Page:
Here Comes the Sun
The DRECP group has its sights set beyond the public land parcels that solar developers have mostly focused on so far. Lands managed by the Bureau of Land Management cost less for solar developers—yearly rents range from $65 to $300 per acre—but are more likely to abut wilderness areas, national parks, or preserves. Developers complain that it’s hard to find a contiguous and affordable parcel big enough to accommodate a utility-scale solar plant unless you stake your claim on public land. So the working group is looking to pre-negotiate deals between federal agencies and private landholders in order to knit together pieces of territory for developers. “It’s the most complicated and the largest such plan ever conceived, let alone developed,” says the Sierra Club’s Boyle. “It’s going to take longer than people think it will. But it’s the best we’ve got.”
The BLM has launched a similar initiative in Arizona, called the Restoration Design Energy Project, to identify segments of chewed-up land—federal, local, and privately held—for renewable energy development. The agency has also teamed up with the Department of Energy to draw maps designating solar energy zones entirely on public lands in six western states—California, Nevada, Utah, New Mexico, Arizona, and Colorado—where developers might obtain streamlined permitting.
Initially neither developers nor environmentalists had much good to say about the BLM’s plan, which has been in process since December 2008. Joint comments submitted on behalf of Audubon, the California Native Plant Society, the Sierra Club, and eight other environmental groups criticized the first draft of the plan for including in its zones crucial, well-known routes desert bighorn sheep use to access springs and seeps. The plan also left out degraded areas in the Sonoran Desert’s Chocolate Mountains and the western Mojave near the towns of Palmdale and Lancaster. Linda Resseguie, who manages the BLM’s solar zones effort, says the agency “doesn’t necessarily disagree” with the criticism. “We took our best shot identifying the areas most appropriate for utility-scale solar,” she says. “But that was two years ago, and we have a lot more information now about some of the sites.”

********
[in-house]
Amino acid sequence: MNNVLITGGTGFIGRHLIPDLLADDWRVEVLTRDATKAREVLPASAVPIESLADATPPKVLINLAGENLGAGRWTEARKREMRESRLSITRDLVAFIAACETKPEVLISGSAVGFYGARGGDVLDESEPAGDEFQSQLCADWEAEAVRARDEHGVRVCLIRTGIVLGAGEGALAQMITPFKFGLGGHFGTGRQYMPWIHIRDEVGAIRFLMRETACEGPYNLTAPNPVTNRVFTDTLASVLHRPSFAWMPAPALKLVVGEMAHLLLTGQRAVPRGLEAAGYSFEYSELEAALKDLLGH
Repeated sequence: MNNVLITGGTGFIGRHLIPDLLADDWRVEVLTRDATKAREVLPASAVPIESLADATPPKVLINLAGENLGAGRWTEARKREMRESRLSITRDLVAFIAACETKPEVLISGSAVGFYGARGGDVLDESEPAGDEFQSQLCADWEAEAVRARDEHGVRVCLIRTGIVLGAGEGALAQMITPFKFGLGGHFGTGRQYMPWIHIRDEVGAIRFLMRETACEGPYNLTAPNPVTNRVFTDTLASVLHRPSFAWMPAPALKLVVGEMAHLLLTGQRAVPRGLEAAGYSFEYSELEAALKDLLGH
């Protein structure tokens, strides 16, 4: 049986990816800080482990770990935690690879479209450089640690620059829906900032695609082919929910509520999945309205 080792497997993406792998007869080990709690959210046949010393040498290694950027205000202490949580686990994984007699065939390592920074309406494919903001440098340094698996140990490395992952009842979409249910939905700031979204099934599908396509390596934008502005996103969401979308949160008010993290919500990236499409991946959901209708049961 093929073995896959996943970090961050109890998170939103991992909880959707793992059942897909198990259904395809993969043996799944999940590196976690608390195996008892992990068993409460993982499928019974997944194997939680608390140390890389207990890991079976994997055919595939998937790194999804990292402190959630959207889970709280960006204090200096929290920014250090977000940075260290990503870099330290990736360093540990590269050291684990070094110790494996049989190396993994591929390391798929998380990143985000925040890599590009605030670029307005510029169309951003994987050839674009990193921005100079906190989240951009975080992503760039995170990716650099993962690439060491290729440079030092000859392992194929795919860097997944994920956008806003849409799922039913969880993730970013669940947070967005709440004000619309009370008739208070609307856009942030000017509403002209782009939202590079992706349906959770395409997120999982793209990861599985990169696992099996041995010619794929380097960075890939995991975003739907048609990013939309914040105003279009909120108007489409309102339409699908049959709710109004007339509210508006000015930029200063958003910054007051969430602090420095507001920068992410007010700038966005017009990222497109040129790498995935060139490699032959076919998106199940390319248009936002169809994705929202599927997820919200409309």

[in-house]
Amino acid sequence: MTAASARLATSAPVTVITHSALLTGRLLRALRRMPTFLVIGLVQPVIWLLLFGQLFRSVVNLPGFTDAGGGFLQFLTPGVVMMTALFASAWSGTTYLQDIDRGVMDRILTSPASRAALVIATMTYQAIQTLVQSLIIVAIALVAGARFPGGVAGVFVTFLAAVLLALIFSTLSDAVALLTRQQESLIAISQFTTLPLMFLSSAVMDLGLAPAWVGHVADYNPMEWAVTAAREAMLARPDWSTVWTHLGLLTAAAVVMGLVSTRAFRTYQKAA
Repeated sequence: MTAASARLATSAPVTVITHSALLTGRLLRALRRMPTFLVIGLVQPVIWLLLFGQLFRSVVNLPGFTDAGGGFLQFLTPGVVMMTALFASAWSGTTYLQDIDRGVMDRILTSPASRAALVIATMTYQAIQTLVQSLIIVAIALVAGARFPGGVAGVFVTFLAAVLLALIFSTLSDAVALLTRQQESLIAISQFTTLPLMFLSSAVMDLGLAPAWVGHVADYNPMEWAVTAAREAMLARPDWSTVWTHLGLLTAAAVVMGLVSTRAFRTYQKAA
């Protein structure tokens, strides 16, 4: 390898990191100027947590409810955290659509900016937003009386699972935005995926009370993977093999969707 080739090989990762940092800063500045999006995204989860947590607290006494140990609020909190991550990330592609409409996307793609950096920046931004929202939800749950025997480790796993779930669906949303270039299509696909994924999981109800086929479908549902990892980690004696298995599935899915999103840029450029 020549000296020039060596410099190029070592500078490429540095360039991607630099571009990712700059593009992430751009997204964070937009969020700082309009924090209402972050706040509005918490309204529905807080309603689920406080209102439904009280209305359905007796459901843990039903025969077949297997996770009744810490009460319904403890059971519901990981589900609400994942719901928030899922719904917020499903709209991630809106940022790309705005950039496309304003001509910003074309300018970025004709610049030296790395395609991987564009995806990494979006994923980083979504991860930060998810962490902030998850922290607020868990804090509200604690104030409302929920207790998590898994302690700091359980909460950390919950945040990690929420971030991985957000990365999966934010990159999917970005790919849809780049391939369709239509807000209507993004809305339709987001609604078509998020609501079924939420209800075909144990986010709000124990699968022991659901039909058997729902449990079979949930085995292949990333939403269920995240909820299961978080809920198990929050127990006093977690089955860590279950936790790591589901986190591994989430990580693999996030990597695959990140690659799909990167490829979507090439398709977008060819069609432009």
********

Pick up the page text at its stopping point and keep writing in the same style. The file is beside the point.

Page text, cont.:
In July the BLM began work on a supplement to the solar zones study, addressing key public comments and pledging to work in concert with state efforts like the DRECP. A final report on preferred development zones may be ready as early as next year; the DRECP, however, won’t completely wrap up until 2013 at the earliest. Still, George is optimistic that the group’s work will provide a roadmap for renewable energy development nationwide. “We’re hoping it will serve as a model for the rest of the U.S., not just for solar development but also for wind,” he says. “This kind of planning never happened with oil and it never happened with coal. But no one wants to spend millions of dollars developing a project that will only get canceled, and environmental groups don’t want to be fighting against renewable energy. So now we’re all getting together to say, ‘Let’s do environmentally responsible renewable energy development.’ We all want that.”
For the developer who doesn’t want to wait for state or federal planners to finish drawing their maps but still wants a low-conflict development process, there’s yet another option: Find your own five-square-mile tract, and buy it outright.
Kate Maracas, vice president of operations in Arizona for the solar developer Abengoa, suspects that corporate history inspired the Spanish company’s leadership to back her in 2008, when she proposed looking first into degraded private land for the site of the company’s first U.S. project, the 280-megawatt Solana Solar Generating System. Abengoa had already pulled out of a project in Spain after construction uncovered archaeological ruins; it wants to avoid that kind of obstacle again. Solana will use parabolic troughs of mirrors to heat a fluid that passes through in tubes. It will also store some of the day’s heat in molten salt to continue generating power through cloudy days and evenings.
Maracas concedes that private land costs more. “But even with government-designated renewable energy zones, it’s still more time-consuming to go on public land. There are many more rules and many more queues.”
Across her desk Maracas spreads a map showing the United States color-coded by incoming solar radiation, or “insolation.” In the cold North and East, the map pales to a drab yellow; in the Southwest it turns to dark red. She runs a finger across a brick-colored area of Arizona southwest of Phoenix—a region of the Sonoran Desert where the sunshine rivals the mid-elevation Mojave. “We started here,” she says. “After we’d homed in on four or five areas that looked like they met all the criteria”—great sun, close to transmission, and a reliable local workforce—“we retained a broker and said, ‘What’s for sale out here that’s a large area of contiguous land?’ Then we put on our cowboy boots, got in the truck, and drove miles and miles around in the desert.”
They settled on a 4.7-square-mile site west of Gila Bend, Arizona. The area, part of what was once the 68,000-acre Paloma Ranch, is veined with irrigation canals dating from the 1920s. Snowy egrets and burrowing owls live here, and white-winged doves and vermilion flycatchers stop by on migration. Abengoa worked with the nonprofit rescue group Liberty Wildlife Foundation to protect the birds from construction operations.